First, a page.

your local settings:
<repository>
<id>pentaho</id>
<name>Pentaho External Repository</name>
<url>http://repo.pentaho.org/artifactory/repo</url&gt;
</repository>

[tweetmeme http://wp.me/pTu1i-5d%5D

/*

Joe Stein
http://medialets.com

*/

Categories: Hive, Open Source Projects

Hadoop Development Tools By Karmasphere

June 29, 2010 1 comment

In Episode #5 of the Hadoop Podcast https://allthingshadoop.com/podcast/ I speak with Shevek, the CTO of Karmasphere http://karmasphere.com/.  To subscribe to the Podcast click here.

We talk a bit about their existing Community Edition (support Netbeans & Eclipse)

  • For developing, debugging and deploying Hadoop Jobs
  • Desktop MapReduce Prototyping
  • GUI to manipulate clusters, file systems and jobs
  • Easy deployment to any Hadoop version, any distribution in any cloud
  • Works through firewalls

As well as the new products they have launched:

Karmasphere Client:

The Karmasphere Client is a cross platform library for ensuring MapReduce jobs can work from any desktop environment to any Hadoop cluster in any enterprise data network. By isolating the Big Data professional and version of Hadoop, Karmasphere Client simplifies the process of switching between data centers and the cloud and enables Hadoop jobs to be independent of the version of the underlying cluster.

Unlike the standard Hadoop client , Karmasphere Client works from Microsoft Windows as well as Linux and MacOS, and works through SSH-based firewalls. Karmasphere Client provides a cloud-independent environment that makes it easy and predictable to maintain a business operation reliant on Hadoop.

  • Ensures Hadoop distribution and version independence
  • Works from Windows (unlike Hadoop Client)
  • Supports any cloud environment: public, private or public cloud service.
  • Provides:
    • Job portability
    • Operating system portability
    • Firewall hopping
    • Fault tolerant API
    • Synchronous and Asynchronous API
    • Clean Object Oriented Design
  • Making it easy and predictable to maintain a business operation reliant on Hadoop

Karmasphere Studio Professional Edition

Karmasphere Studio Professional Edition includes all the functionality of the Community Edition, plus a range of deeper functionality required to simplify the developer’s task of making a MapReduce job robust, efficient and production-ready.

For a MapReduce job to be robust, its functioning on the cluster has to be well understood in terms of time, processing, and storage requirements, as well as in terms of its behavior when implemented within well-defined “bounds.” Karmasphere Studio Professional Edition incorporates the tools and a predefined set of rules that make it easy for the developer to understand how his or her job is performing on the cluster and where there is room for improvement.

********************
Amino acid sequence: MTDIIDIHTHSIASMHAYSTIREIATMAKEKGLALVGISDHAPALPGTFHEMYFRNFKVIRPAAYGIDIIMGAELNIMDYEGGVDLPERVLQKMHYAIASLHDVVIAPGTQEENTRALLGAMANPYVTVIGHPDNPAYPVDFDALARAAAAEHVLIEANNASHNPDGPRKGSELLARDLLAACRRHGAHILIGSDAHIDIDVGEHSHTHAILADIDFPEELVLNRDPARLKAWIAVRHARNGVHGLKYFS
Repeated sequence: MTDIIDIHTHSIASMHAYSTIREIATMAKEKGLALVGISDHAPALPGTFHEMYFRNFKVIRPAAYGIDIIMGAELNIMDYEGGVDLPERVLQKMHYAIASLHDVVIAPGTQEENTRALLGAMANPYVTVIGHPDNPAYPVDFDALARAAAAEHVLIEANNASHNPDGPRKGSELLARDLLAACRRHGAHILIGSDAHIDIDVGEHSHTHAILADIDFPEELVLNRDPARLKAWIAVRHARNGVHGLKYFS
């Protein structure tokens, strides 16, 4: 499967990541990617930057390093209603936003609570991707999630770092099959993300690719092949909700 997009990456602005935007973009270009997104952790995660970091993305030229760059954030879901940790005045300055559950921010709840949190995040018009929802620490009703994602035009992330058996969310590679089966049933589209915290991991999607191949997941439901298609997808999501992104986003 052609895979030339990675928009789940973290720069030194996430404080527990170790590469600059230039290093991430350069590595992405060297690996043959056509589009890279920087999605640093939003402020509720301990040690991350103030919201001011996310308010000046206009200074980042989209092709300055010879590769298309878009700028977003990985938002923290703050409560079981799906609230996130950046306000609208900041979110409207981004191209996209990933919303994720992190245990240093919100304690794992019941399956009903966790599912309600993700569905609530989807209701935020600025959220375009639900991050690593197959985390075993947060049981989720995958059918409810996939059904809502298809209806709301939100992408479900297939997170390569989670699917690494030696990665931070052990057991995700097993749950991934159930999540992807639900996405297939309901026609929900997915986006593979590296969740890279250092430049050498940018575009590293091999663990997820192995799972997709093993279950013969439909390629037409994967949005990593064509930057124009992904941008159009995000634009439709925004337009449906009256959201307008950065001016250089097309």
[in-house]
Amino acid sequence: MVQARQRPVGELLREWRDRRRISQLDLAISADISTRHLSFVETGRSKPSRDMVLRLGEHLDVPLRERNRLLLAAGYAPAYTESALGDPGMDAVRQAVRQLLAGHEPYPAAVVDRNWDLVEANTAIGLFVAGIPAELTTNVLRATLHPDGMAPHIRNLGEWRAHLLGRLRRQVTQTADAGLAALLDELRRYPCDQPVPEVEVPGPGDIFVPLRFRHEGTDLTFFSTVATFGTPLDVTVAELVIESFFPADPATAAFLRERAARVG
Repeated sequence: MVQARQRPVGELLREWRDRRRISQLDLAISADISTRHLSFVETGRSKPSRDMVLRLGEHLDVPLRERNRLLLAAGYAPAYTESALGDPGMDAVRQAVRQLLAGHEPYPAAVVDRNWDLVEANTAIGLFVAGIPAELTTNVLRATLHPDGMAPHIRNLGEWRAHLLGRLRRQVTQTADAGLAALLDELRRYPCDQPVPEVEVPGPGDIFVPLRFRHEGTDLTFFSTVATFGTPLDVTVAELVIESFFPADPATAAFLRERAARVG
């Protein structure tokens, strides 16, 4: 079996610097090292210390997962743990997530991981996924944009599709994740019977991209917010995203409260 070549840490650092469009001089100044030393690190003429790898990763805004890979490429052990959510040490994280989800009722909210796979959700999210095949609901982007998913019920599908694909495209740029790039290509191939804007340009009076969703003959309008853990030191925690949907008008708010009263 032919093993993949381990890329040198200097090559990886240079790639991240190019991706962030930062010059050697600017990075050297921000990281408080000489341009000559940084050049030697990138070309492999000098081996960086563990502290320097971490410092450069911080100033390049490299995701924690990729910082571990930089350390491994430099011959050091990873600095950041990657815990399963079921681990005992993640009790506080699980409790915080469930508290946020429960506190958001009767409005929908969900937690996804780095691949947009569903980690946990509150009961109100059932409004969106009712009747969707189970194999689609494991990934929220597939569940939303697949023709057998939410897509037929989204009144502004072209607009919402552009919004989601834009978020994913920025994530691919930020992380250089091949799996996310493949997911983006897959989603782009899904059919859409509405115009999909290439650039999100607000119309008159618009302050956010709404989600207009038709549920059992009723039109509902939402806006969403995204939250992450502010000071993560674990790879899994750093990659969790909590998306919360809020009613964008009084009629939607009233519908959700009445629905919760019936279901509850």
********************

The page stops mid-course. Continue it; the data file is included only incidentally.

• Enhanced cluster visualization and debugging
    • Execution diagnostics
    • Job performance timelines
    • Job charting
    • Job profiling
  • Job Export
    • For easy production deployment
  • Support

Karmasphere Studio Analyst Edition

  • SQL interface for ad hoc analysis
  • Karmasphere Application Framework + Hive + GUI =
    • No cluster changes
    • Works over proxies and firewalls
    • Integrated Hadoop monitoring Interactive syntax checking
    • Detailed diagnostics
    • Enhanced schema browser
    • Full JDBC4 compliance
    • Multi-threaded & concurrent

[tweetmeme http://wp.me/pTu1i-4N%5D

/*
Joe Stein
http://www.linkedin.com/in/charmalloc
*/

Categories: Hadoop, Podcast, Tools

Hadoop and Pig with Alan Gates from Yahoo

Episode 4 of our Podcast is with Alan Gates, Senior Software Engineer @ Yahoo! and Pig committer. Click here to listen.

Hadoop is a really important part of Yahoo’s infrastructure because processing and analyzing big data is increasingly important for their business. Hadoop allows Yahoo to connect their consumer products with their advertisers and users for a better user experience. They have been involved with Hadoop for many years now and have their own distribution. Yahoo also sponsors/hosts a user group meeting which has grown to hundreds of attendees every month.

We talked about what Pig is now, the future of Pig and other projects like Oozie http://github.com/tucu00/oozie1 which Yahoo uses (and is open source) for workflow of MapReduce & Pig script automation. We also talked about Zebra http://wiki.apache.org/pig/zebra, Owl http://wiki.apache.org/pig/owl, and Elephant Bird http://github.com/kevinweil/elephant-bird

[tweetmeme http://wp.me/pTu1i-4A%5D

/*
Joe Stein
http://www.linkedin.com/in/charmalloc
*/

Ruby Streaming for Hadoop with Wukong a talk with Flip Kromer from Infochimps

Another great discussion on our PodcastClick here to listen.  For this episode our guest was Flip Kromer from Infochimps http://www.infochimps.org.  Infochimps.org’s mission is to increase the world’s access to structured data.  They have been working since the start of 2008 to build the world’s most interesting data commons, and since the start of 2009 to build the world’s first data marketplace. Our founding team consists of two physicists (Flip Kromer and Dhruv Bansal) and one entrepreneur (Joseph Kelly).